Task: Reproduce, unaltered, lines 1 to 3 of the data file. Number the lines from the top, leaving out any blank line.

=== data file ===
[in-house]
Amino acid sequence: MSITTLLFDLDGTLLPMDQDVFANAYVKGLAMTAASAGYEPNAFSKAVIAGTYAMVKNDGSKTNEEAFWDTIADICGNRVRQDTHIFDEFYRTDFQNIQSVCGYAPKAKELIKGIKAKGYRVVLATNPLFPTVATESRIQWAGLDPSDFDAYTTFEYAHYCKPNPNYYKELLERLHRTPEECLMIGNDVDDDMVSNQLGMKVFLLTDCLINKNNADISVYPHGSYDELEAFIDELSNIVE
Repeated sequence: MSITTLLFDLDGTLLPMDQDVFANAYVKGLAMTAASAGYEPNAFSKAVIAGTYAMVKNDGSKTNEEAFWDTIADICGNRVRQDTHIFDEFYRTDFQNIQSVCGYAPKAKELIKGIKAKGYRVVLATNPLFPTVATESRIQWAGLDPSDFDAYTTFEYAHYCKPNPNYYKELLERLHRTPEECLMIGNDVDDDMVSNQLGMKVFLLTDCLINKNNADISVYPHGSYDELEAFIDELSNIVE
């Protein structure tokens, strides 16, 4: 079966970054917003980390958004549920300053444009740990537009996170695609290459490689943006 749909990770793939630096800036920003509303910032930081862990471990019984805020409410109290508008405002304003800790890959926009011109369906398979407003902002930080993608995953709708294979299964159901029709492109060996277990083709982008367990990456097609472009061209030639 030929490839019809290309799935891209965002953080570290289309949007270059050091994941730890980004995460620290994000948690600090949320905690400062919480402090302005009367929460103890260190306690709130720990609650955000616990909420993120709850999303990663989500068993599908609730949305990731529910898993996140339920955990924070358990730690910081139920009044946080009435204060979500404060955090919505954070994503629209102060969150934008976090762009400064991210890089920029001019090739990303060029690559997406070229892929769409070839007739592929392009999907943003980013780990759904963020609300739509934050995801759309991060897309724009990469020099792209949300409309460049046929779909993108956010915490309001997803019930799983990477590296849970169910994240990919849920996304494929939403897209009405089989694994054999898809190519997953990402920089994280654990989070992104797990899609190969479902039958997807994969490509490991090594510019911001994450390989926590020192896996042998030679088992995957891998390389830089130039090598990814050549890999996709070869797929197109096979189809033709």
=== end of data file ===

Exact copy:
[in-house]
Amino acid sequence: MSITTLLFDLDGTLLPMDQDVFANAYVKGLAMTAASAGYEPNAFSKAVIAGTYAMVKNDGSKTNEEAFWDTIADICGNRVRQDTHIFDEFYRTDFQNIQSVCGYAPKAKELIKGIKAKGYRVVLATNPLFPTVATESRIQWAGLDPSDFDAYTTFEYAHYCKPNPNYYKELLERLHRTPEECLMIGNDVDDDMVSNQLGMKVFLLTDCLINKNNADISVYPHGSYDELEAFIDELSNIVE
Repeated sequence: MSITTLLFDLDGTLLPMDQDVFANAYVKGLAMTAASAGYEPNAFSKAVIAGTYAMVKNDGSKTNEEAFWDTIADICGNRVRQDTHIFDEFYRTDFQNIQSVCGYAPKAKELIKGIKAKGYRVVLATNPLFPTVATESRIQWAGLDPSDFDAYTTFEYAHYCKPNPNYYKELLERLHRTPEECLMIGNDVDDDMVSNQLGMKVFLLTDCLINKNNADISVYPHGSYDELEAFIDELSNIVE